Interpersonal defense theory: An integration of philosophical considerations, psychoanalytic concepts, and perspectives on interpersonal processes that provides a guide for a wide range of therapeutic interventions.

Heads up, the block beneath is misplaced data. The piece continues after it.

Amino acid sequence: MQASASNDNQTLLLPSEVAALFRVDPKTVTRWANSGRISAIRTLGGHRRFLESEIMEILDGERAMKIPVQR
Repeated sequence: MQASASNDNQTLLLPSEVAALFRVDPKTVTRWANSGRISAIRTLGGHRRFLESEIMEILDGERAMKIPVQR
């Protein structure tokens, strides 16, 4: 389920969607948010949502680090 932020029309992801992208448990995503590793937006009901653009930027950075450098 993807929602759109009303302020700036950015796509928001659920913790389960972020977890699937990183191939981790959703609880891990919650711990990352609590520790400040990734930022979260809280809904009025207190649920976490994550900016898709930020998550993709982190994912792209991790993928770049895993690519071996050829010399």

Interpersonal defense theory (e.g., Westerman & de Roten, 2017; Westerman & Steen, 2009) is an interpersonal reconceptualization of defense processes. This article has two objectives. The first goal is to explain the integrative nature of the theory. One aspect of the theory’s integrative nature is that it draws upon ideas from a diverse set of guiding influences, including psychoanalysis, perspectives on interpersonal processes, and, most notably, the participatory philosophical perspective (e.g., Westerman, 2013, 2014). The theory also is integrative in that its development has involved bringing together theoretical considerations and empirical research efforts, including studies that employed a variety of methods. The second goal is to discuss implications of the theory for therapy. Several points about treatment implications are presented that follow from unique features of case formulations based on interpersonal defense theory. Some of those implications include suggestions about how therapists can most effectively contribute to therapy relationship processes. Another implication overlaps with the first goal, providing a third respect in which the theory is integrative: interpersonal defense theory is inclusive when it comes to a wide range of types of therapeutic interventions. Discussion of this point includes considerations about the effective use of interpretations as well as other interventions such as modifying cognitions and doing chair work. (PsycINFO Database Record (c) 2018 APA, all rights reserved)